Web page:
Marxist political economist, prolific author, and witty educator

May 6,1940 – September 7, 2020

EDBERTO MALVAR VILLEGAS (also known as Ed, Doc Ed, EdVil, and Mad Marx, 1940-2020) was a political prisoner, educator, novelist, and poet. As an academic scholar for almost 60 years, Villegas exemplified the Marxist maxim of doing and saying exactly what one is thinking. Praxis: the world must not only be interpreted; it must be changed. He tirelessly wrote books on Marxist political economy. Many were bestsellers. Most influenced future activists, politicians, and technocrats.

While detained for two years at Camp Bagong Diwa, he learned yoga and meditation to cope with the psychological torture of listening to the screams of his wife who was being tortured by the henchmen of Marcos in the next room. His indefatigable spirit remained intact and even soared by writing, while detained, the best-selling book Gen. Miguel Malvar and the Philippine Revolution, which was published upon his release from the military prison. He never tired of reminding everyone that he is the grandson of Malvar, the last Katipunero general to surrender to the American imperialists.

Villegas joined and formed the Student Cultural Association of the University of the Philippines (SCAUP) in 1961, together with other students including Jose Maria Sison, Communist Party of the Philippines (CCP) founding chair. In 1964, he cofounded the Kabataang Makabayan; and later became the Secretary General of the Alliance of Concerned Teachers (ACT). Along with 50 recipients, Villegas received ACT’s Guro ng Bayan Award (2013).

Combining the rare gift of teaching and researching, some of the books Villegas penned were Notes on the Labor Code and the conditions of the industrial working class in the Philippines (The Philippines in the Third World papers), Oil Imperialism in the Philippines, Studies in Philippine Political Economy, Japanese Capitalism and the Asian Development Bank, Political Economy of Philippine Labor Laws, Japanese economic presence in Southeast Asia, Global Finance Capital and the Philippine Financial System, and A Guide to Karl Marx’s Das Capital.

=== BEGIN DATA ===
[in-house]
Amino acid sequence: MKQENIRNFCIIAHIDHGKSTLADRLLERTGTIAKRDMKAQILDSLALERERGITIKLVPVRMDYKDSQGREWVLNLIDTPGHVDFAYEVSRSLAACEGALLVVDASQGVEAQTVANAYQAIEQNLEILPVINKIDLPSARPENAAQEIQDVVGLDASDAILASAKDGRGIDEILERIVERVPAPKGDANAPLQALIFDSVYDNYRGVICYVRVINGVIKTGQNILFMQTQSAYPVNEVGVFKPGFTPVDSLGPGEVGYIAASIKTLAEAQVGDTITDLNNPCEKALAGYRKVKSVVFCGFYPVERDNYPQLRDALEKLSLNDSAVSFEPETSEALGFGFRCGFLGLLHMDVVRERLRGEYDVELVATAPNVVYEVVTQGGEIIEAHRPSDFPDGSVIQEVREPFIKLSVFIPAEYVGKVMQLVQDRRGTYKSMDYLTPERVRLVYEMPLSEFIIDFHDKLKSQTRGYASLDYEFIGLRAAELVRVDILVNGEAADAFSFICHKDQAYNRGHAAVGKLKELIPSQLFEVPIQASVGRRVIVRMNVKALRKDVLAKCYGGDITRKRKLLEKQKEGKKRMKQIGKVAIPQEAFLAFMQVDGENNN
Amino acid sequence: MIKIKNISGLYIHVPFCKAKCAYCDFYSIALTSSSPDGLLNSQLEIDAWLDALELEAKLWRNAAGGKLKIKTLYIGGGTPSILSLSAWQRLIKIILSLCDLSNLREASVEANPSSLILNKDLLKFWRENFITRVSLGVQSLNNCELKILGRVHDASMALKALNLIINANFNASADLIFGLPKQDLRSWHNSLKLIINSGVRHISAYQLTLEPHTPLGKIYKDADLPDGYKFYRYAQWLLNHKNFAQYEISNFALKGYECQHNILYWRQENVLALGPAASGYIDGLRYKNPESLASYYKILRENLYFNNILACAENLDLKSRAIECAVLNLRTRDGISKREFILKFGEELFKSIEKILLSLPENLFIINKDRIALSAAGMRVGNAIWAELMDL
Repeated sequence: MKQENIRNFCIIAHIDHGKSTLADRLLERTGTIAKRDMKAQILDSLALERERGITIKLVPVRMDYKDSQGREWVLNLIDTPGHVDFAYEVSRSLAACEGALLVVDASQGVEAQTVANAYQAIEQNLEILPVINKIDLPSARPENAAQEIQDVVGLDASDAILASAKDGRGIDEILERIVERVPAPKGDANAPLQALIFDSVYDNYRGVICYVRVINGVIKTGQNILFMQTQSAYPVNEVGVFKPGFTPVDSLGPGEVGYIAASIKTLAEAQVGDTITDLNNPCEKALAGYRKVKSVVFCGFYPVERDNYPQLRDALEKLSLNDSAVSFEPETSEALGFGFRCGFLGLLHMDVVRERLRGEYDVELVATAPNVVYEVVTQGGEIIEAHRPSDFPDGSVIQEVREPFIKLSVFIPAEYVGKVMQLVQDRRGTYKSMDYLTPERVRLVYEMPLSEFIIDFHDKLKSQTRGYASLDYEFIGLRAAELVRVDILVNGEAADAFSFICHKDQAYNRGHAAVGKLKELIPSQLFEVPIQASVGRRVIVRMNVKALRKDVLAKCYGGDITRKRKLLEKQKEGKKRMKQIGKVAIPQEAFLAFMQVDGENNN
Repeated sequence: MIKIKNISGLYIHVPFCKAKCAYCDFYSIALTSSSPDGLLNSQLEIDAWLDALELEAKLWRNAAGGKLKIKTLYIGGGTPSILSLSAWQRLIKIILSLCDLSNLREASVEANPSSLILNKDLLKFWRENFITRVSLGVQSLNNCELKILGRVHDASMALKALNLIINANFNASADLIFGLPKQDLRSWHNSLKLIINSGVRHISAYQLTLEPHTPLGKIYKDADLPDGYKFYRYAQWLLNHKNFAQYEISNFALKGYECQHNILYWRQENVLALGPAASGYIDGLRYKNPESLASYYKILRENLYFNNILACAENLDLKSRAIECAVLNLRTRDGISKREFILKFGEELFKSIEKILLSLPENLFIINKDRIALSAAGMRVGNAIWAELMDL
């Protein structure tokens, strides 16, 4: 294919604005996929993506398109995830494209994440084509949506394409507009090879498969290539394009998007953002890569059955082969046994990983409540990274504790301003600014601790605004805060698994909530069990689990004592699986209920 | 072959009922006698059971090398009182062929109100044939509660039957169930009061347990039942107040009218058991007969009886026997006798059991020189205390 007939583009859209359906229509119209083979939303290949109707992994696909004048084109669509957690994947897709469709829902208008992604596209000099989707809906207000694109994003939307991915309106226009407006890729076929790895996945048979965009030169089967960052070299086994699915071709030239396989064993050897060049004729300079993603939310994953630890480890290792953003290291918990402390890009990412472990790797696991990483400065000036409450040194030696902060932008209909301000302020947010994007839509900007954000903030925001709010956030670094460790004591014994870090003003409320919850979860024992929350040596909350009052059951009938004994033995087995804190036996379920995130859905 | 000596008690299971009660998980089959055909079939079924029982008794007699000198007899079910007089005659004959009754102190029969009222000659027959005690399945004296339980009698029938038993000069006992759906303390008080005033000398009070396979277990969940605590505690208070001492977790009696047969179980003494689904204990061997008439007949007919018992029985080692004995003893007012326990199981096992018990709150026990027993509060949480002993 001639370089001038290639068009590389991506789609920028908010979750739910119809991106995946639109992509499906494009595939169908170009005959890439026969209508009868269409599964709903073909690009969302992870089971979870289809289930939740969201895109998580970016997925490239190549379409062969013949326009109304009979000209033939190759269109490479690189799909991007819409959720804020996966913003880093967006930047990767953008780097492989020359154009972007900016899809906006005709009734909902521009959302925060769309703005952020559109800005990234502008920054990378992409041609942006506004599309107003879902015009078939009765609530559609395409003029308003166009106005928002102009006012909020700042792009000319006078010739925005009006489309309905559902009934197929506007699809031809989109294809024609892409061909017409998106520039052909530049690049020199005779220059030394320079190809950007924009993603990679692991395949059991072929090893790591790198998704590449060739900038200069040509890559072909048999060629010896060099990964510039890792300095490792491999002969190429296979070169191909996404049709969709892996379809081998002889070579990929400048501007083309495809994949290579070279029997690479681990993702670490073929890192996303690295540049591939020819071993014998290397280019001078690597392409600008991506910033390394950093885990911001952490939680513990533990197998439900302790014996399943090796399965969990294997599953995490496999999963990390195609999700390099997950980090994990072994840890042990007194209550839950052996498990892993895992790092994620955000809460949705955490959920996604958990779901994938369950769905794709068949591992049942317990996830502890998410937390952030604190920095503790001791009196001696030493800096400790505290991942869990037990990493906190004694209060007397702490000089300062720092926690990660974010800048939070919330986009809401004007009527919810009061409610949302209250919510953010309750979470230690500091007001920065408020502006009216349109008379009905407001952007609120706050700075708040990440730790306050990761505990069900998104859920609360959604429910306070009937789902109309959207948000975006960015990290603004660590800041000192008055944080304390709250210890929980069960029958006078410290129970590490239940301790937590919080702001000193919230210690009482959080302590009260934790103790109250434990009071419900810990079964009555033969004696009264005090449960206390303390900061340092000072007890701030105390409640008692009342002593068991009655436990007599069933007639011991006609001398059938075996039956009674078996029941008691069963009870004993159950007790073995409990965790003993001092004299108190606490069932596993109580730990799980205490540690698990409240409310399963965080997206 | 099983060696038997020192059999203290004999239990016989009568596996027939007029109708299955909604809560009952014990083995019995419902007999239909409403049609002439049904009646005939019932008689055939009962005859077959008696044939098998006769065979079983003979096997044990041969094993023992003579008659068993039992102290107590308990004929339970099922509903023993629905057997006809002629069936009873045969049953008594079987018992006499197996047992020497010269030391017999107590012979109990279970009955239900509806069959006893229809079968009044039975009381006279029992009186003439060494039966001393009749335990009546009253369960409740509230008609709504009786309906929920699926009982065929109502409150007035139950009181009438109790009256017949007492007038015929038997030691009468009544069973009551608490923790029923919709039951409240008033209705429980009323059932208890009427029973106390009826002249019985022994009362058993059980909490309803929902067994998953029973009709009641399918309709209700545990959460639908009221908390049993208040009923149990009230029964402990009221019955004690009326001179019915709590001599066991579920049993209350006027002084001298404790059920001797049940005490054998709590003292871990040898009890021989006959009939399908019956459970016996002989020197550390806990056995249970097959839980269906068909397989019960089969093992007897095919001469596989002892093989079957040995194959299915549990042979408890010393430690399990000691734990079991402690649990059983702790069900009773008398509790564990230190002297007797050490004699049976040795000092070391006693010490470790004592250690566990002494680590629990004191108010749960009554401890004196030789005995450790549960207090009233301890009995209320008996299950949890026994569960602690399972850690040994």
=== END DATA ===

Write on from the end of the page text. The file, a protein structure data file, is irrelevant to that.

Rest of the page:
Aside from poems and short stories, Villegas produced the novels Sebyo and Barikada: Maikling Kuwento ng mga Pilipino. His writing prowess made him the head of the Amado V. Hernandez Resource Center.

Villegas explained lessons with clarity and lots of stories, humor, and gestures. “Political economy was never as hilarious — and won’t be the same without [Ed],” said Jose Enrique Africa, IBON executive director.
Born on 6 May 1940 to Isabel Malvar and Jose Villegas, he studied English and Journalism, MA in Philosophy, and PhD in Public Administration all at the UP Diliman. He taught at the UP Manila, Polytechnic University of the Philippines, and De la Salle University Taft.

Like his grandfather, “Dr. Villegas himself will now be remembered as a hero of the Filipino people,” wrote the CCP in its tribute, “His lifelong intellectual and practical dedication to anti-imperialism and socialism is worthy of emulation.”

Categories: Obituaries


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